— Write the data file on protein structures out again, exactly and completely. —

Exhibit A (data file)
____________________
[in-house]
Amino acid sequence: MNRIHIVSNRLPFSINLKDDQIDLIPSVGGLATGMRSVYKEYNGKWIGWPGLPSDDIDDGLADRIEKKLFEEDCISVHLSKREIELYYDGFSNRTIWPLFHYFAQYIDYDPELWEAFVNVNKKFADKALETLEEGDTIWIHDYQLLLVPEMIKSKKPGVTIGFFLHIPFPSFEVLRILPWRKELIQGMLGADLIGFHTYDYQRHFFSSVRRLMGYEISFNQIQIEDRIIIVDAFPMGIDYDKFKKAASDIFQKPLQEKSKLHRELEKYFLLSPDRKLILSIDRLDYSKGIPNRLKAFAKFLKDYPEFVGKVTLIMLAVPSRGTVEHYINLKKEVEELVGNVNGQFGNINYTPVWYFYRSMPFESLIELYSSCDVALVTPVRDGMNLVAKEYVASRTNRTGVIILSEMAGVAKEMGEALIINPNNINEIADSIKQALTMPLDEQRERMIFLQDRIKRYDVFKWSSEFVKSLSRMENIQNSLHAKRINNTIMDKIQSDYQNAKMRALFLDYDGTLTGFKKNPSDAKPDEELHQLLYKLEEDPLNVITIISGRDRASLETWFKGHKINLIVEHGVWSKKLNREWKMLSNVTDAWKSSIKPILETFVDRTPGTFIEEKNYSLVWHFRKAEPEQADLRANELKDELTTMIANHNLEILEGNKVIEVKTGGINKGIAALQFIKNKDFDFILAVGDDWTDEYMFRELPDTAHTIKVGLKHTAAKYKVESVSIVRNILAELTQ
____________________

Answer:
[in-house]
Amino acid sequence: MNRIHIVSNRLPFSINLKDDQIDLIPSVGGLATGMRSVYKEYNGKWIGWPGLPSDDIDDGLADRIEKKLFEEDCISVHLSKREIELYYDGFSNRTIWPLFHYFAQYIDYDPELWEAFVNVNKKFADKALETLEEGDTIWIHDYQLLLVPEMIKSKKPGVTIGFFLHIPFPSFEVLRILPWRKELIQGMLGADLIGFHTYDYQRHFFSSVRRLMGYEISFNQIQIEDRIIIVDAFPMGIDYDKFKKAASDIFQKPLQEKSKLHRELEKYFLLSPDRKLILSIDRLDYSKGIPNRLKAFAKFLKDYPEFVGKVTLIMLAVPSRGTVEHYINLKKEVEELVGNVNGQFGNINYTPVWYFYRSMPFESLIELYSSCDVALVTPVRDGMNLVAKEYVASRTNRTGVIILSEMAGVAKEMGEALIINPNNINEIADSIKQALTMPLDEQRERMIFLQDRIKRYDVFKWSSEFVKSLSRMENIQNSLHAKRINNTIMDKIQSDYQNAKMRALFLDYDGTLTGFKKNPSDAKPDEELHQLLYKLEEDPLNVITIISGRDRASLETWFKGHKINLIVEHGVWSKKLNREWKMLSNVTDAWKSSIKPILETFVDRTPGTFIEEKNYSLVWHFRKAEPEQADLRANELKDELTTMIANHNLEILEGNKVIEVKTGGINKGIAALQFIKNKDFDFILAVGDDWTDEYMFRELPDTAHTIKVGLKHTAAKYKVESVSIVRNILAELTQ